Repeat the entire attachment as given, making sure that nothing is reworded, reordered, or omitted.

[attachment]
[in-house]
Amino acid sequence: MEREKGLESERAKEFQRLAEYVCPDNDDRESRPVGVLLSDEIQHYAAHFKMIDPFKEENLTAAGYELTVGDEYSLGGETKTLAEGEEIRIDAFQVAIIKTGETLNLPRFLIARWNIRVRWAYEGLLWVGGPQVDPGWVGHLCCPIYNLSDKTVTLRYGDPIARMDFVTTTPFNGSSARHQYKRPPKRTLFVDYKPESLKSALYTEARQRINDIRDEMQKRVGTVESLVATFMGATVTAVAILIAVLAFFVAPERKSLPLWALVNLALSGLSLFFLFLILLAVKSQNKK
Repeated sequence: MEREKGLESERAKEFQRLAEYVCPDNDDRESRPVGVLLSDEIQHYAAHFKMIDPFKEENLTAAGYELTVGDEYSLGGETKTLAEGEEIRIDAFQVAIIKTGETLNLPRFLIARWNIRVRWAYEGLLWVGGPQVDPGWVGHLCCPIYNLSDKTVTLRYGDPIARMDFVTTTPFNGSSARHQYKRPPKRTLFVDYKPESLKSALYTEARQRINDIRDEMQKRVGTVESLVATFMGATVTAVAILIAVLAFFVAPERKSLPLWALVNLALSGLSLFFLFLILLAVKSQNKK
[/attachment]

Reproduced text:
[in-house]
Amino acid sequence: MEREKGLESERAKEFQRLAEYVCPDNDDRESRPVGVLLSDEIQHYAAHFKMIDPFKEENLTAAGYELTVGDEYSLGGETKTLAEGEEIRIDAFQVAIIKTGETLNLPRFLIARWNIRVRWAYEGLLWVGGPQVDPGWVGHLCCPIYNLSDKTVTLRYGDPIARMDFVTTTPFNGSSARHQYKRPPKRTLFVDYKPESLKSALYTEARQRINDIRDEMQKRVGTVESLVATFMGATVTAVAILIAVLAFFVAPERKSLPLWALVNLALSGLSLFFLFLILLAVKSQNKK
Repeated sequence: MEREKGLESERAKEFQRLAEYVCPDNDDRESRPVGVLLSDEIQHYAAHFKMIDPFKEENLTAAGYELTVGDEYSLGGETKTLAEGEEIRIDAFQVAIIKTGETLNLPRFLIARWNIRVRWAYEGLLWVGGPQVDPGWVGHLCCPIYNLSDKTVTLRYGDPIARMDFVTTTPFNGSSARHQYKRPPKRTLFVDYKPESLKSALYTEARQRINDIRDEMQKRVGTVESLVATFMGATVTAVAILIAVLAFFVAPERKSLPLWALVNLALSGLSLFFLFLILLAVKSQNKK